**Table of Contents**

*.......The Elegant Universe*

**THE ELEGANT UNIVERSE,****Brian Greene,**1999, 2003

```(annotated and with added

**bold highlights by Epsilon=One**)

**Chapter 2 - Space, Time, and the Eye of the Beholder**

Intuition and Its Flaws

Common experience highlights certain ways in which observations by such individuals differ. Trees alongside a highway, for example, appear to be moving from the viewpoint of a driver but appear stationary to a hitchhiker sitting on a guardrail. Similarly, the dashboard of the automobile does not appear to be moving from the viewpoint of the driver (one hopes!), but like the rest of the car, it does appear to be moving from the viewpoint of the hitchhiker. These are such basic and intuitive properties of how the world works that we hardly take note of them.

Special relativity, however, proclaims that the differences in observations between two such individuals are more subtle and profound. It makes the strange claim that observers in relative motion will have different perceptions of distance and of time. This means, as we shall see, that identical wristwatches worn by two individuals in relative motion will tick at

Similarly, observers in relative motion carrying identical tape measures will not agree on the lengths of distances measured. Again, this is not due to inaccuracies in the measuring devices or to errors in how they are used. The most accurate measuring devices in the world confirm that space and time—as measured by distances and durations—are not experienced identically by everyone. In the precise way delineated by Einstein, special relativity resolves the conflict between our intuition about motion and the properties of light, but there is a price: individuals who are moving with respect to each other will not agree on their observations of either space or time.

It has been almost a century since Einstein informed the world of his dramatic discovery, yet most of us still see space and time in absolute terms. Special relativity is not in our bones—we do not feel it. Its implications are not a central part of our intuition. The reason for this is quite simple: The effects of special relativity depend upon how fast one moves, and at the speeds of cars, planes, or even space shuttles, these effects are minuscule. Differences in perceptions of space and of time between individuals planted on the earth and those traveling in cars or planes do occur, but they are so small that they go unnoticed. However, were one to take a trip in a futuristic space vehicle traveling at a substantial fraction of light speed, the effects of relativity would become plainly obvious. This, of course, is still in the realm of science fiction. Nevertheless, as we shall discuss in later sections, clever experiments allow clear and precise observation of the relative properties of space and time predicted by Einstein's theory.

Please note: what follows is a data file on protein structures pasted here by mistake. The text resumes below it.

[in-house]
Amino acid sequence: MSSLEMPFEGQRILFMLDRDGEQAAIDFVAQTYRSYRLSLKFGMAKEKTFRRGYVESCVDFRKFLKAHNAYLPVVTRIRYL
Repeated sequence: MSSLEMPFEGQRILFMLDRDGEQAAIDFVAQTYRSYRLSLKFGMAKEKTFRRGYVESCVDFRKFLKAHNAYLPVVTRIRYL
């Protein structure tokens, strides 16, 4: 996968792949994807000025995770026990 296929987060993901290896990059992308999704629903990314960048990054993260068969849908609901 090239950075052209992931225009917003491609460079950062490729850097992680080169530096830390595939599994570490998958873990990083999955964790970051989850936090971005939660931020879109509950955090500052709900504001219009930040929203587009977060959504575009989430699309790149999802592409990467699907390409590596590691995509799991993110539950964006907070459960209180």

To get a sense of the scales involved, imagine that the year is 1970 and big, fast cars are in. Slim, having just spent all his savings on a new Trans Am, goes with his brother Jim to the local drag strip to give the car the kind of test-drive forbidden by the dealer. After revving up the car, Slim streaks down the mile-long strip at 120 miles per hour while Jim stands on the sideline and times him. Wanting an independent confirmation, Slim also uses a stopwatch to determine how long it takes his new car to traverse the track. Prior to Einstein's work, no one would have questioned that if both Slim and Jim have properly functioning stopwatches, each will measure the identical elapsed time. But according to special relativity, while Jim will measure an elapsed time of 30 seconds, Slim's stopwatch will record an elapsed time of 29.99999999999952 seconds—

There will be a similar disagreement on measurements of length. For example, on another test run Jim uses a clever trick to measure the length of Slim's new car: he starts his stopwatch just as the front of the car reaches him and he stops it just as the back of the car passes. Since Jim knows that Slim is speeding along at 120 miles per hour, he is able to figure out the length of the car by multiplying this speed by the elapsed time on his stopwatch. Again, prior to Einstein, no one would have questioned that the length Jim measures in this indirect way would agree exactly with the length Slim carefully measured when the car sat motionless on the showroom floor. Special relativity proclaims, on the contrary, that if Slim and Jim carry out precise measurements in this manner and Slim finds the car to be, say, exactly 16 feet long, then Jim's measurement will find the car to be 15.99999999999974 feet long—